Geos 306, Lecture 14
Mineralogy of the Lower Mantle
The lower mantle covers the region of earth from 2891-670 km depth, bounded below by the core and the D"-layer
(spoken as D-double-prime) and above by the transition zone. The pressure and temperature ranges cover 23.83 GPa, 1950 K to 135.75 GPa, 3750 K.
The lower mantle contains more of the volume of the Earth than any other region.
There appears to be 3 minerals that are most important in the lower
mantle because of their abundance,
Aside from a few inclusions found in diamonds, the mineralogy of the lower
mantle is, for the most part, inferred from the results of experimental data. It is certainly
understood that at the pressures of the lower mantle, all Si is 6-coordinated
with O, forming SiO6 octahedral groups. Candidate phases for the lower mantle are
found by fitting the seismic data to crystallographic data.
The volume abundance's are in the order of 20 % magnesio-wüstite,
while the rest is represented by chemical variations of bridgmanite, adopting the perovskite structure, with a small amount of free silica in the form
of stishovite. You should be able to derive this proportion assuming the mantle contains the charge-balanced oxide component of the earth.
Stishovite will not form if Mg or Fe is available, instead bridgmanite is the stable phase.
This implies that MgSiO3 bridgmanite is the most abundant mineral in the earth since it occupies 80% of its largest part.
It has just been given an
official name because it was finally found in nature.
A cubic closest-packed array of O atoms, with 1/4 of the closest packed
sites filled with 12-coordinated Mg or Fe. The Si is in octahedral coordination. Perovskite
offers an excellent example of a displacive cubic
to orthorhombic phase transition as a function of pressure. The structure type is quite important
in industry because it is the proto-type structure for the
Here is an image of the perovskite structure that includes 2 monolayers.
The white spheres are O, the dark spheres are Fe/Mg and the smaller blue
spheres are Si. Notice that Fe/Mg substitutes for an anion in this closest packed structure.
- Future directions for superconductor applications include:
- There may be more perovskite-type mineral species in the lower mantle than we currently envision. For instance,
recent work with Dr Dera at Argonne National Labs demonstrated the transformation of the pyroxene CaFeSi2O6 hedenbergite
to (Ca,Fe)SiO3 perovskite at high pressure.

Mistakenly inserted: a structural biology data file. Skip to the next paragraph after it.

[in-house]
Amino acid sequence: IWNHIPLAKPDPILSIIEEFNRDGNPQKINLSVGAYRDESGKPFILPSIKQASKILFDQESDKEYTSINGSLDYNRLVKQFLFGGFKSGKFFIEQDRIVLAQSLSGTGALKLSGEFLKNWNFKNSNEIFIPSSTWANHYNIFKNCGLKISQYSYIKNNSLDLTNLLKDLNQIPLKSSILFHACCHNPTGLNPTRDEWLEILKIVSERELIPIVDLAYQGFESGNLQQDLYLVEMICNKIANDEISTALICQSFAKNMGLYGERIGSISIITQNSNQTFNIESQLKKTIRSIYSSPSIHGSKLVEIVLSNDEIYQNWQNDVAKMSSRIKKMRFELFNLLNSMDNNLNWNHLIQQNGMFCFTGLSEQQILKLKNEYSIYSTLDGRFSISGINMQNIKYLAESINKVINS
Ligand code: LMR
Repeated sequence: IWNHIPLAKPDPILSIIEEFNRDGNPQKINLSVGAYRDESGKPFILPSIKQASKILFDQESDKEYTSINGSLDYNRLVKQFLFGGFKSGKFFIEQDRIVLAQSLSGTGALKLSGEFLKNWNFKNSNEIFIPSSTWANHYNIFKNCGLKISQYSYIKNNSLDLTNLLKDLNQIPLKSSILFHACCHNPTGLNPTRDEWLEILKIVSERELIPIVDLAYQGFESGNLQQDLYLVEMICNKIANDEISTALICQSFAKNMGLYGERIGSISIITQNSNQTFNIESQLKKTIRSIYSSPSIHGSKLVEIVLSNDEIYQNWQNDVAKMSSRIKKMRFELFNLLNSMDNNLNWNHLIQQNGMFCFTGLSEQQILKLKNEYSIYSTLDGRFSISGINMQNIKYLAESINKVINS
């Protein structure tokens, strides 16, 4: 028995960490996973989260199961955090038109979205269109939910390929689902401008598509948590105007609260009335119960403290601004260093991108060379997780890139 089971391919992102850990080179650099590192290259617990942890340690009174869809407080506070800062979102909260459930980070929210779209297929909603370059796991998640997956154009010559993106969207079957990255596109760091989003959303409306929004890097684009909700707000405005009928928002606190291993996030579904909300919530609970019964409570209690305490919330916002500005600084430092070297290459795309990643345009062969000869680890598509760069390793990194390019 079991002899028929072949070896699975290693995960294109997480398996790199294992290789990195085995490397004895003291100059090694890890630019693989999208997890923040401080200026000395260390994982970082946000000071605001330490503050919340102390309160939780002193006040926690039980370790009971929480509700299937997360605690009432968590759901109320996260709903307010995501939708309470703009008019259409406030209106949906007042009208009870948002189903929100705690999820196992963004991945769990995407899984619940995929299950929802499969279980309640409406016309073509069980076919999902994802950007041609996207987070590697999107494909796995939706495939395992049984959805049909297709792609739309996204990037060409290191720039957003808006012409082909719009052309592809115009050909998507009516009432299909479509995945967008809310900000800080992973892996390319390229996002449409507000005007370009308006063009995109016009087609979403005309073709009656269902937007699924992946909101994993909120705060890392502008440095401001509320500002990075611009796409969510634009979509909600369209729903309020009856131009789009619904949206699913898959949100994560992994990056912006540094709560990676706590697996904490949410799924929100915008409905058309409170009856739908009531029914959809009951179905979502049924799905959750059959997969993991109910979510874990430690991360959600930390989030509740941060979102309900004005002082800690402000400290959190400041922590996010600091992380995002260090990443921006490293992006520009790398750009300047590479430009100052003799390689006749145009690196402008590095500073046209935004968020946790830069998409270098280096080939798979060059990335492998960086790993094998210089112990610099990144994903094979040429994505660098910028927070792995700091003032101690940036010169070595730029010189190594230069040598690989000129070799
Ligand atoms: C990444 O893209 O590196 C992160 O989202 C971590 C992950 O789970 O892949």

Magnesio-wüstite: rock salt structure. MgO is stable to the
highest pressure that we have attained in laboratory conditions. In contrast,
FeO undergoes an interesting displacive transition to a rhombohedral (hexagonal) phase
around P = 20 GPa and then at higher pressures, 105 GPa, to a NiAs type
structure. (Note that NaCl is a ccp AB compound, while NaAs is a hcp AB compound)
FeO, rocksalt to rhombohedral transition
Image of FeO in the NiAs structure. Fe is displayed as the larger
The NiAs structure is the hcp equivalent to the ccp rock salt structure.
However, in the hcp structure the Fe-Fe distances are shorter than in the ccp phase. This reconstructive
phase transition is a result of the diffuse electron density of the Fe
atoms overlapping with each other at high pressures. With increasing depth
the volume of the FeO structure decreases, the atoms pack closer together,
and Fe-Fe bonds eventually form, and so the rocksalt structure transforms
to the NiAs structure, where the Fe-Fe distances are about equal to the
Fe-O distances. As pressure is increased, Fe-Fe bonding dominates to the
extent that O is excluded from the structure altogether. The result is a
pure Fe phase. The region of the earth in which this process occurs is probably the D" layer.
The electron density of Mg is not nearly as diffuse as that of the larger
Fe, and that is probably why no transitions in MgO have yet been observed.
Stishovite: Distorted hcp array of oxygens with Si in the octahedral voids.
From Pauling's rules, s(SiO) = 4/6 = 2/3. Therefore CN(O) = 3.
Synthesized by Stishov in the late 1950's. First found at Meteor Crater,
Arizona in 1960's.
Undergoes a displacive phase transition around 50 GPa that is driven by
more efficient packing of the O atoms.
The development of mineralogy was greatly impacted by
(1) synthesizing stishovite in the lab and
(2) then finding it in nature, in a high-pressure environment.
This changed the mindset of scientists into realizing that if something could be made,
and if the conditions are duplicated in nature, then nature will make it too.